The heat proposal explains that while the public can avoid prolonged heat exposure, many workers across the country do not have that privilege as they are required to work through long, ultra-hot shifts.  

The Impact on Schools 

The need for climate control is something educators understand all too well and have long advocated for change to create safe learning environments for all students.  

“Sitting in a school that feels like a sauna has a devastating impact on students,” said Sara Rowe, an elementary school office manager who spoke to NEA about the impact of heatwaves on students. “We saw it every day, but we were told to think outside the box, be creative. We didn't really feel supported.” This is not the first time our members have raised concerns about extreme temperatures in schools. 

"When we think about education, we think about curriculum and teaching, and lunch and recess, and transportation and socialization, but the role of the school building is an afterthought,” said Joseph Allen, director Outdoor of Harvard University's Healthy Buildings Program and Associate Professor at the Harvard T. H. Chan School of Public Health, who spoke to NEA about proper air conditioning in schools. “The school building is as essential to learning as all of those other factors.” 

Heat Prevention Plan 

The federal OSHA standard to protect workers from heat has been in the works for years. OSHA asked for feedback and many educators offered perspectives. “We know heat illness is preventable: listening to workers to develop a heat prevention plan and enacting measures like paid breaks in cool spaces, access to water, and limiting time exposed to heat WILL save lives and makes work more productive and safe,” one commenter stated.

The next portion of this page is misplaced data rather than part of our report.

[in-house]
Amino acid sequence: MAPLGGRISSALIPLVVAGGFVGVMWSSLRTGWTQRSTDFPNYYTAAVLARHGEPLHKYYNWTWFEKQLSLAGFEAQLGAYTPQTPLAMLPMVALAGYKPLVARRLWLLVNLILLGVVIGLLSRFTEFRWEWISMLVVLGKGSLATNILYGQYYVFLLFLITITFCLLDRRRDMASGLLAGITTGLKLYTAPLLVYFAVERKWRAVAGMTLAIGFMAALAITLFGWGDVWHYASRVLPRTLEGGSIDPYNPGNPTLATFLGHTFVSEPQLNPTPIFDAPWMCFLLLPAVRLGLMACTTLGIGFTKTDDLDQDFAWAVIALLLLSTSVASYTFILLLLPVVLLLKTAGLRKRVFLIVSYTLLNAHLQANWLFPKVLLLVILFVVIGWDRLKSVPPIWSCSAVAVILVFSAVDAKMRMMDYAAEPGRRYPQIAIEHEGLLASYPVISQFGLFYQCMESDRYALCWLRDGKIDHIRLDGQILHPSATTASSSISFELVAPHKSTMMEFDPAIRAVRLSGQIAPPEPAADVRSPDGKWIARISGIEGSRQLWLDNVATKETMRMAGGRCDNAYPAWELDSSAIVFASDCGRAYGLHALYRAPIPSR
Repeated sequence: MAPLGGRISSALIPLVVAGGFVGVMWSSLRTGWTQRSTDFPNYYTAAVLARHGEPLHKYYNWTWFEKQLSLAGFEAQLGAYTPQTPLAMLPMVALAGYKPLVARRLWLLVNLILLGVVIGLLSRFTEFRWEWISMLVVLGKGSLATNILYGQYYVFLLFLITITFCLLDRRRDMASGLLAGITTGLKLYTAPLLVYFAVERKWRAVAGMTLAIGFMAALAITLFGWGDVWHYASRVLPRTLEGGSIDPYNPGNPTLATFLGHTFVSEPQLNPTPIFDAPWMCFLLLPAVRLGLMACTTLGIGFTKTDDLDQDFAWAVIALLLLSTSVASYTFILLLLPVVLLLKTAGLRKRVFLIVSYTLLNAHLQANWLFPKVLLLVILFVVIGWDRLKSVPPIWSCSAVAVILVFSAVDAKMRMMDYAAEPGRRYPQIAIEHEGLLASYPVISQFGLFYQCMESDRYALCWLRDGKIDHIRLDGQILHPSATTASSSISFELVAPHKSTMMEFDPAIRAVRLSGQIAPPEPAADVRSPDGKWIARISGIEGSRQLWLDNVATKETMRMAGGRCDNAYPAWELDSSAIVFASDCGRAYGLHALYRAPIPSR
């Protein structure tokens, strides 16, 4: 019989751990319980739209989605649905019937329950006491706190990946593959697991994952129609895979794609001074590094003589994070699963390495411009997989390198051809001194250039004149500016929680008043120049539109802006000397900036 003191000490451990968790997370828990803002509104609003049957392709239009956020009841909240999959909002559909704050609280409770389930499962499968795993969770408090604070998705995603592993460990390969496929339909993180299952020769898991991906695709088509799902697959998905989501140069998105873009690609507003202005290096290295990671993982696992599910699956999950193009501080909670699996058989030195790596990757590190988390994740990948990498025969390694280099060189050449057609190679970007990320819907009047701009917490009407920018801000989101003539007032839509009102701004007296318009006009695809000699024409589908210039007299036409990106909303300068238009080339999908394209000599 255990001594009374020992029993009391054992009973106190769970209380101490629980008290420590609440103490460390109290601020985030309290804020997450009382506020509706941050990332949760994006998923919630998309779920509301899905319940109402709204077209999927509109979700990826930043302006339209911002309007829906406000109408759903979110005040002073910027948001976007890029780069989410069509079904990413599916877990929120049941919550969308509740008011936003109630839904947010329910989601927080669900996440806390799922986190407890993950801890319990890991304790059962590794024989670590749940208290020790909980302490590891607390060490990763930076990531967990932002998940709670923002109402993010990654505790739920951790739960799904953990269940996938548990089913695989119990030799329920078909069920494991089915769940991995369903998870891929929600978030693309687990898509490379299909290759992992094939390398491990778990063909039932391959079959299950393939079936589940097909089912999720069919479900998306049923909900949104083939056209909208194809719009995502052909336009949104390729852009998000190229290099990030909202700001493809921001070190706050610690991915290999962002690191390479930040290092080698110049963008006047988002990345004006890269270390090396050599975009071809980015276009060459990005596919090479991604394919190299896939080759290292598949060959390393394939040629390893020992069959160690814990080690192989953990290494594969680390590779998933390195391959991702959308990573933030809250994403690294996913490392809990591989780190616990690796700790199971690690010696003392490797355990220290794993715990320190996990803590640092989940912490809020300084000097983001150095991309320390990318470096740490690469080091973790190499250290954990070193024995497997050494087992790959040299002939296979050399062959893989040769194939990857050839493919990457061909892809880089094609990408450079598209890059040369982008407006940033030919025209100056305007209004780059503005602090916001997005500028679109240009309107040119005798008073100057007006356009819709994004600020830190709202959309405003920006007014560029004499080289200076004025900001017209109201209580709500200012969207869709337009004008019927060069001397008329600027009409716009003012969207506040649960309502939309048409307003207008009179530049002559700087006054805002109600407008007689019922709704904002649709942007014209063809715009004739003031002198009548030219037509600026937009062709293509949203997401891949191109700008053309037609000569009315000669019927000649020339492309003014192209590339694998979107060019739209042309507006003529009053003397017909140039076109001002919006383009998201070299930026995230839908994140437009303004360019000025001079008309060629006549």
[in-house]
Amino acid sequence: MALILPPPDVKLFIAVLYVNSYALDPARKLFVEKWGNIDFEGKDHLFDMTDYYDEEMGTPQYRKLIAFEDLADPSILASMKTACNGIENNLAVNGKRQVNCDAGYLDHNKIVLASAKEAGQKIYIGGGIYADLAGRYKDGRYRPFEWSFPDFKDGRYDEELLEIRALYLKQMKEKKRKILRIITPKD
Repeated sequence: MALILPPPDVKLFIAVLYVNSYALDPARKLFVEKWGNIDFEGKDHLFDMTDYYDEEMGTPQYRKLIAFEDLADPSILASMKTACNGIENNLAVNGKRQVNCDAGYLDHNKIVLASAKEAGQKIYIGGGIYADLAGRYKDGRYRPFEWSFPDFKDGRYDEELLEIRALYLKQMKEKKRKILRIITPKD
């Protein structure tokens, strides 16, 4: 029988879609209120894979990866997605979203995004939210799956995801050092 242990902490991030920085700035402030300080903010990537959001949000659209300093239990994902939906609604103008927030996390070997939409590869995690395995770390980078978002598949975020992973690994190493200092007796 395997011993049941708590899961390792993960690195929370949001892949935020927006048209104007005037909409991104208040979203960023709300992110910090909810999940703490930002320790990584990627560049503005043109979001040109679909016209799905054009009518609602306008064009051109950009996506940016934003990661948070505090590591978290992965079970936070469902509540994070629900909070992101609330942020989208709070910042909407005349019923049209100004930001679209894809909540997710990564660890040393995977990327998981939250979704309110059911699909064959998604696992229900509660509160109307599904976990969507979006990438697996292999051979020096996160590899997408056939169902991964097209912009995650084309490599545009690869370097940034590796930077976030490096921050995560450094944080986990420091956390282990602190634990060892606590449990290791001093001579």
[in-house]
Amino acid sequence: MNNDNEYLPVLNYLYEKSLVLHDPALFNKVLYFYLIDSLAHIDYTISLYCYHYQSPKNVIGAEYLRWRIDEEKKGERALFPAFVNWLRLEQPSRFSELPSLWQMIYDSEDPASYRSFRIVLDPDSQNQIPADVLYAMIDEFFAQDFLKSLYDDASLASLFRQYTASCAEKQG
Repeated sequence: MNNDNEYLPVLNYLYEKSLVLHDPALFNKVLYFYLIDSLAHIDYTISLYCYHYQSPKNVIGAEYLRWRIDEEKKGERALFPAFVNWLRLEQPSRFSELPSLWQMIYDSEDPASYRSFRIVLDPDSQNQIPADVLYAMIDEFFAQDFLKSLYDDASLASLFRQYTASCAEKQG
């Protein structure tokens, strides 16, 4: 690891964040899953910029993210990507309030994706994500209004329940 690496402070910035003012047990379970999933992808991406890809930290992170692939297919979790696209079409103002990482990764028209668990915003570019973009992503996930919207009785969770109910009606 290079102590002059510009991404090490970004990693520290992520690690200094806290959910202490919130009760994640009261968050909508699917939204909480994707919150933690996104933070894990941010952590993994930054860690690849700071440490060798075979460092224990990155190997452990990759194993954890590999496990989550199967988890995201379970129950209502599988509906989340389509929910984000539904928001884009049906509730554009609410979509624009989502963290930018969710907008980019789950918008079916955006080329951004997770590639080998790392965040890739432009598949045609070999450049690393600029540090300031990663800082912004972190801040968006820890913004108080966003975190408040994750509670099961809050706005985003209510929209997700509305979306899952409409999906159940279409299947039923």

CEA President Dias also added her input on the notice, asking for a law or regulation that limits the maximum temperatures for school classrooms.  

“Although OSHA does not have cognizance over matters impacting students in schools, it is important to note that ancillary benefits to establishing temperature standards for schools are the health benefits that would accrue to children,” Dias said. “As ever the case, the working conditions in schools are also the learning conditions affecting our children.” 

The National Education Association supports this new rule that will create safer working and learning conditions across the country. To further support the initiative, submit comments on the proposed standard when it is officially published in the Federal Register.  

“Your input will help us develop a final rule that adequately protects workers, is feasible for employers, and is based on the best available evidence,” OSHA said on its website. 

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National Education Association

Great public schools for every student

The National Education Association (NEA), the nation's largest professional employee organization, is committed to advancing the cause of public education. NEA's 3 million members work at every level of education—from pre-school to university graduate programs. NEA has affiliate organizations in every state and in more than 14,000 communities across the United States.